- Giving children six separate injections when they only require two is unkind and not in their best interests.
Safety considerations with single vaccines
MMR continues to be recommended as the most effective way of protecting children. As a result single vaccines have not been made available on the NHS. However, in response to a demand from some parents, clinics have been set up to offer this option.
The vaccines offered in these clinics have been imported and are not licensed in this country. This means that the usual stringent checking procedures that are in place for any product licensed in the UK are lacking.
There have been concerns about the safety and efficacy of some single mumps vaccines that have been imported in the past and their importation has now been restricted (Moreton, 2003).
In addition there have been reports of poor standards of practice in single vaccine clinics (Department of Health, 2003).
Specific safety questions
All of these issues place parents in a very difficult position as they try to ensure that their child is receiving the best possible treatment. If parents are insistent on choosing single vaccines for their children they should seek answers to the following questions from the provider of the vaccine:
- What vaccines are their children being offered?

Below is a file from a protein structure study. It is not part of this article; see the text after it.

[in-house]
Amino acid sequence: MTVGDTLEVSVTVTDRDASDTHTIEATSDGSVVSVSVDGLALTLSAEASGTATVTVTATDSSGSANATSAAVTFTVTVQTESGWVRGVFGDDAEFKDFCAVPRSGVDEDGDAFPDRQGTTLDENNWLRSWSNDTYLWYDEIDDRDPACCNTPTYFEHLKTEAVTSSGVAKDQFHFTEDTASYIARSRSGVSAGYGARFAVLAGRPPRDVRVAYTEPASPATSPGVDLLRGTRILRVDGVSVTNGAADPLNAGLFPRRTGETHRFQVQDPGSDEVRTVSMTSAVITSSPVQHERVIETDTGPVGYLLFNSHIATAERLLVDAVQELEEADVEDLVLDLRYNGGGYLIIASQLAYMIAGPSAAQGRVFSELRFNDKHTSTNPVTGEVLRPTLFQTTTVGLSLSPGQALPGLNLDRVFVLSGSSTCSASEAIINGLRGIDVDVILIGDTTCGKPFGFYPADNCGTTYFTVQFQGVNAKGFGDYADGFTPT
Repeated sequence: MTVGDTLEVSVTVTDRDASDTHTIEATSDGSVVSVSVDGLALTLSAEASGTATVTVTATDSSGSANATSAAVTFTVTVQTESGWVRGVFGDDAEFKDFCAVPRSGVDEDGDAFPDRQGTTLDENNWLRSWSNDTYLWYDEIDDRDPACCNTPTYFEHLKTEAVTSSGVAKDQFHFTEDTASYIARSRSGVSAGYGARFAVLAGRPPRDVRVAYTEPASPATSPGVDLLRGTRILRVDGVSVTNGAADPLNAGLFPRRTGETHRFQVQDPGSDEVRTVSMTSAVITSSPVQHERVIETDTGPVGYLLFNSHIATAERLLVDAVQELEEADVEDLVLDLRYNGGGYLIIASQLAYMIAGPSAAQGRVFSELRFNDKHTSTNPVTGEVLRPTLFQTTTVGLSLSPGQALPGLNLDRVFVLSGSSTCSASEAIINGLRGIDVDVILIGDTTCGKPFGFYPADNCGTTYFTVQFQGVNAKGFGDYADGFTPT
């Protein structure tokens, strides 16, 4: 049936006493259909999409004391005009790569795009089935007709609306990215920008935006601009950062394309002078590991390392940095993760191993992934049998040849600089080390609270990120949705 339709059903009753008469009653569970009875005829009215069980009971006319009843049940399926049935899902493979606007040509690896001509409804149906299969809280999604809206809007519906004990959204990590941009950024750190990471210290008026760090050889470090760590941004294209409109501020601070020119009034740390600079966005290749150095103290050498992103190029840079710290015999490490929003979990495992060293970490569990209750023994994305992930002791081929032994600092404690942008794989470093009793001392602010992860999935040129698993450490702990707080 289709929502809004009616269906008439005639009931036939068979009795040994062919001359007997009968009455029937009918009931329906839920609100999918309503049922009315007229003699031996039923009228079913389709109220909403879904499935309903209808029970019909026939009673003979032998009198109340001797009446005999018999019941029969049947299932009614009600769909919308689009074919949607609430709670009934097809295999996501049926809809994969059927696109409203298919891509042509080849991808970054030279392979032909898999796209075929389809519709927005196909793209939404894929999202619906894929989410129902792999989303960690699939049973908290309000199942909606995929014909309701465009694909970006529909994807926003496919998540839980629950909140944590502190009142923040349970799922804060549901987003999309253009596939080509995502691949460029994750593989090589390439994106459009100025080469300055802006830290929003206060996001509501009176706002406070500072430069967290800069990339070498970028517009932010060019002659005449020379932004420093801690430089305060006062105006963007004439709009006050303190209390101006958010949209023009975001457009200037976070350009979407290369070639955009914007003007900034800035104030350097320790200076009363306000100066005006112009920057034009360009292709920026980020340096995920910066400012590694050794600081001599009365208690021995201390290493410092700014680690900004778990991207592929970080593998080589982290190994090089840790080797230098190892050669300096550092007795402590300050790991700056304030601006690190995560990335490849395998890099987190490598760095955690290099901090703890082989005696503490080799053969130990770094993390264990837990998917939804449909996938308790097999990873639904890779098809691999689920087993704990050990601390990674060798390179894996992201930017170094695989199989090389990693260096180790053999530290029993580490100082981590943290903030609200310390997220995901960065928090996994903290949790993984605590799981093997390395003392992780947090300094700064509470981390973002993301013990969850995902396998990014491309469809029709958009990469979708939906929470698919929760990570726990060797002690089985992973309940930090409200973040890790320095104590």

- Are there results showing the purity and potency of the vaccine being used?
- How has the vaccine been stored?
- What will be the interval between vaccines and what is the scientific evidence that supports such an interval?
- What follow-up for the child will be offered?
- When is the second dose of each vaccine scheduled to be administered?
Consequences of a fall in uptake
Uptake of MMR vaccine has fallen from 92 per cent in 1995 (Department of Health, 2003) to 79 per cent in 2003, with an even lower uptake in some areas.
Outbreaks of measles have already occurred and it has been reported that the size of these outbreaks indicate that the disease is once again close to becoming endemic (Jansen et al, 2003).
Recent outbreaks of mumps have so far been confined to adolescents and young adults who have had only one or no doses of MMR vaccine (Vyse et al, 2002) but these also pose a threat to inadequately protected younger children.
If rubella re-emerges among young children, congenital rubella syndrome will also reappear as some groups of childbearing women have high rates of susceptibility to the infection (Tookey et al, 2002).
Parents who express concern and who ask searching questions about this issue are only trying to do the very best for their children. It is important that health care professionals take these concerns seriously.
Parents value primary health care professionals as a source of information and advice on immunisation. They have a professional responsibility to keep well informed on this issue (Box 1) and, armed with this information, to spend time with parents answering their questions and allaying fears in an empathetic manner. This can be supported, if appropriate, with written information.
This article has been double-blind peer-reviewed.